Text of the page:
Number of blacklisted NGOs could be increased to 20 - report
MOSCOW, July 9 (RAPSI) – The blacklist of undesirable foreign NGOs could be expanded to 20, Izvestia newspaper reported on Thursday, citing a high-ranking source in the upper house of parliament.
An official list of 12 undesirable organizations was read out at a Federation Council meeting on Wednesday. It will be forwarded to the Prosecutor General’s Office, which will then have to look into these NGOs for compliance with the law on undesirable organizations.
Among the NGOs on the blacklist are the Open Society Foundation (Soros Foundation), the National Endowment for Democracy (NED), the International Republican Institute (IRI), the National Democratic Institute for International Affairs (NDI), the MacArthur Foundation, Freedom House, the Charles Stewart Mott Foundation, Education for Democracy Foundation, the East European Democratic Center, the Ukrainian World Congress, the Ukrainian World Coordinating Council and the Crimean Human Rights Field Mission.
Izvestia writes that NED, IRI, NDI, the MacArthur Foundation, the Soros Foundation, Freedom House, the Foundation for Enterprise Development (FED), and the Charles Stewart Mott Foundation are the main recipients of funds from the US Agency for International Development (USAID), which was shut down in Russia in the fall of 2012 at the request of the Foreign Ministry. But USAID continued working in Russia through its partners, which were only blacklisted in 2015.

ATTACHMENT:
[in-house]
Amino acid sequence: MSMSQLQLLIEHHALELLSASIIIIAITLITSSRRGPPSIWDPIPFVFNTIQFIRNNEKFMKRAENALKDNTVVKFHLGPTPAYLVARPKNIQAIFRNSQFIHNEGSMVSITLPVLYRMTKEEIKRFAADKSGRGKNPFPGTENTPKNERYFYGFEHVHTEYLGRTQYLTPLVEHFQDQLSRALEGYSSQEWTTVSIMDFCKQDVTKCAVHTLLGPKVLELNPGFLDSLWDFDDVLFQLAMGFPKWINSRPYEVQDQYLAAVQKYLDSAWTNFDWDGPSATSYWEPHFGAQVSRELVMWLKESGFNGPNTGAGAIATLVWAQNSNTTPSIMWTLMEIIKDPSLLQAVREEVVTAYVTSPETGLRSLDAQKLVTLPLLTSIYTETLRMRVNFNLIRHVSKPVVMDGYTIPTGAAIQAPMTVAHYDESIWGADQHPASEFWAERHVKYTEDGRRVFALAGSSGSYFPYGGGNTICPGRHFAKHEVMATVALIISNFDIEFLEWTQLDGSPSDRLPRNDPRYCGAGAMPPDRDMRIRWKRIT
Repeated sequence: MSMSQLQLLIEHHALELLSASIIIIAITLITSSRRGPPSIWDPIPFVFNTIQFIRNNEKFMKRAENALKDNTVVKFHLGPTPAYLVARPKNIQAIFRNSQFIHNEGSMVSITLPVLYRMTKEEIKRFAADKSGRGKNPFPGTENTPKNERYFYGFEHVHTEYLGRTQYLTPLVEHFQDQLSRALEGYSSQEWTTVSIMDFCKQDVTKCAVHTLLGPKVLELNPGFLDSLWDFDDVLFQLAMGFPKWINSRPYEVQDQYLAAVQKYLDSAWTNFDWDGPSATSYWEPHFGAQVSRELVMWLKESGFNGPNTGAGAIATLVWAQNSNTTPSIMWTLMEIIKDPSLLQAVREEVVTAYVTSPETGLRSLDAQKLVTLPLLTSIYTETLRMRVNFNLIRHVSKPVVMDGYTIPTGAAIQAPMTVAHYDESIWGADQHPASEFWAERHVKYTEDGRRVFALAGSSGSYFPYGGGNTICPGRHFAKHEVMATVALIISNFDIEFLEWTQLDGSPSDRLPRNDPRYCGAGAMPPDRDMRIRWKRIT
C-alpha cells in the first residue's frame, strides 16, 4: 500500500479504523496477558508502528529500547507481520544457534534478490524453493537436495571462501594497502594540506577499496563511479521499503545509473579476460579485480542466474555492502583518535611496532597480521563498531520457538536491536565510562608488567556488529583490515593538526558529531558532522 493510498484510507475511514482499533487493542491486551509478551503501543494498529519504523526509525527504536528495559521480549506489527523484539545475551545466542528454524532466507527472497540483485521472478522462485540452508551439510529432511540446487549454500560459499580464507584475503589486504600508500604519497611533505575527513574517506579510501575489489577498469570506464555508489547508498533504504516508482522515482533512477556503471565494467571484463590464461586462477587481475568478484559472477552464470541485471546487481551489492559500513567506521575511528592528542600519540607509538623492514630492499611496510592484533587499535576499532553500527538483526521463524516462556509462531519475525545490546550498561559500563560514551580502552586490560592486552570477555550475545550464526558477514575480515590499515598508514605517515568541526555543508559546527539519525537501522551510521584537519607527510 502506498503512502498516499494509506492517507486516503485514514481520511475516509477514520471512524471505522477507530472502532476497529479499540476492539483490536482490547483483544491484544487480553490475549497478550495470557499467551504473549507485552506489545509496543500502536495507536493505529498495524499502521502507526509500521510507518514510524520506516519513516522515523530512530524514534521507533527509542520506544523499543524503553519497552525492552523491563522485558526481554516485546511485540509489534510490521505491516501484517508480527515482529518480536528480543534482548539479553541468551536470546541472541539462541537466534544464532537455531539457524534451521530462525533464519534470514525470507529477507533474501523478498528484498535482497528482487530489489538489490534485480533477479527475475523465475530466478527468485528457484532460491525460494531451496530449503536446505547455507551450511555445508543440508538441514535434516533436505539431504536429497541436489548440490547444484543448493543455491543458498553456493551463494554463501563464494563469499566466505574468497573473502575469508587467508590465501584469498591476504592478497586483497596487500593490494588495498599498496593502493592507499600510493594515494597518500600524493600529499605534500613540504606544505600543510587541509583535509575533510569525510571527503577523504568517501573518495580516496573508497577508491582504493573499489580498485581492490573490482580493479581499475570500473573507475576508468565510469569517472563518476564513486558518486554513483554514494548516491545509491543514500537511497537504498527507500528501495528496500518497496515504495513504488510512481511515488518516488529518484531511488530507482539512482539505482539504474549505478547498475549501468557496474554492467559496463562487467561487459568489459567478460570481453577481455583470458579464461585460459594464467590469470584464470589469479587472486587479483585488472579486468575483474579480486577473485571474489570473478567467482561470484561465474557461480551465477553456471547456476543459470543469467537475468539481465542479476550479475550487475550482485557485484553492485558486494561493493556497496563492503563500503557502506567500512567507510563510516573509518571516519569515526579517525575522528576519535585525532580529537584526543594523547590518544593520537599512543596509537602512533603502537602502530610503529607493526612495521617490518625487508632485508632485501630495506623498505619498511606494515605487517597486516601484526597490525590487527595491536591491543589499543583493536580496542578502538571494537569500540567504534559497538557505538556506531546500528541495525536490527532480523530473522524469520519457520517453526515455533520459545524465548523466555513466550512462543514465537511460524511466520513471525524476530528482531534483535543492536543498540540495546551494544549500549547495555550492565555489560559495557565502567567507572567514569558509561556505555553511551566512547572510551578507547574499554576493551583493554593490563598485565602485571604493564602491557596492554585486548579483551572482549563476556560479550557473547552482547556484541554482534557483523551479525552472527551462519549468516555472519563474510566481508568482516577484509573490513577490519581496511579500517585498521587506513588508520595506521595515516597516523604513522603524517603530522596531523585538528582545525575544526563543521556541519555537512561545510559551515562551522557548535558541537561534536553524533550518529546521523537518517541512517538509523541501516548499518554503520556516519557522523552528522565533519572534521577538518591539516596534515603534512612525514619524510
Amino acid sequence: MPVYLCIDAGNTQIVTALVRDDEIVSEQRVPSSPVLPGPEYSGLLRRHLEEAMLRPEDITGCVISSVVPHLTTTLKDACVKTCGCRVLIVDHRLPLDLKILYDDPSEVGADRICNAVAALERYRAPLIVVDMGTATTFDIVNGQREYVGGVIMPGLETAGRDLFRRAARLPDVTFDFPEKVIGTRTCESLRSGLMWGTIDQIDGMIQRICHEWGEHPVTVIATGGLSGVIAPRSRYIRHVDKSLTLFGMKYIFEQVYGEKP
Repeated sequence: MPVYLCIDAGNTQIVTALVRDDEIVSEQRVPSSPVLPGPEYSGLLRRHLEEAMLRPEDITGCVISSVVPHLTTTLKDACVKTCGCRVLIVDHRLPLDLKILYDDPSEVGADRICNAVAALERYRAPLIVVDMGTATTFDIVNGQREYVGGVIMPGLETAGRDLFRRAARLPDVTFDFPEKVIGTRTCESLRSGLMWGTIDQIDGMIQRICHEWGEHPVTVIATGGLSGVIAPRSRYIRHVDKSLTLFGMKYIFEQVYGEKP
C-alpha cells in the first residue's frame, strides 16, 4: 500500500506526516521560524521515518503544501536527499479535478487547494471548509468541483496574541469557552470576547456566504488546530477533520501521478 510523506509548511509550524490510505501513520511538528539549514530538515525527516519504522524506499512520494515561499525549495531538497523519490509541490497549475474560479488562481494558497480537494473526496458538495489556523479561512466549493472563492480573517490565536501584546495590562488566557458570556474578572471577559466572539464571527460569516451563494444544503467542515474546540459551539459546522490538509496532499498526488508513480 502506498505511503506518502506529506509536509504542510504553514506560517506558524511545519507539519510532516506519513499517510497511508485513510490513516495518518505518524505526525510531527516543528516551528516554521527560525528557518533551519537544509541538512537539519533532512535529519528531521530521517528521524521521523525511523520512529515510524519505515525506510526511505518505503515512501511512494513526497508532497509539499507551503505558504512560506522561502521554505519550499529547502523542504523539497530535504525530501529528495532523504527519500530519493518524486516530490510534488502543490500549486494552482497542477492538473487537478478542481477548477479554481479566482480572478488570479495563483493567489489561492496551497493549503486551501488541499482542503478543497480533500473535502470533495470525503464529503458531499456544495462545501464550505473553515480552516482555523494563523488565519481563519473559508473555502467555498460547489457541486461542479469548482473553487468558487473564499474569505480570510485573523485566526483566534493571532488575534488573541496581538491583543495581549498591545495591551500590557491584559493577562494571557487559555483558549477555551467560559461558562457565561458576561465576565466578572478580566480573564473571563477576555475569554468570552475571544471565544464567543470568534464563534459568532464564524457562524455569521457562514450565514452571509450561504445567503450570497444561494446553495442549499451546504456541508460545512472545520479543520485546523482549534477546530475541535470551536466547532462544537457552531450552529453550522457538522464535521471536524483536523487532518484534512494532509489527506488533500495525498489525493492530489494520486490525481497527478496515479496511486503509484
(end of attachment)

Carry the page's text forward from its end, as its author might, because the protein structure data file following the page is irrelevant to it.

According to the newspaper, the Ford Foundation, the Jamestown Foundation, the Open Russia Foundation, the Eurasia Foundation, and the Albert Einstein Institution could be added to the list soon.
The newspaper writes that the Eurasia Foundation and the Ford Foundation issue grants to NGOs in Russia and other post-Soviet countries. They have evidently sponsored the Memorial historical and civil rights society and the Moscow Helsinki Group.
The Jamestown Foundation is focused on Russia’s North Caucasus, while the Open Russia Foundation, which was established by Mikhail Khodorkovsky and several other former Yukos employees, is supposedly financing Russian opposition groups.
Additions to the blacklist will be made by the Justice Ministry upon the recommendation of the Prosecutor General’s Office. However, the State Duma and the Federation Council can make suggestions as well, Izvestia writes.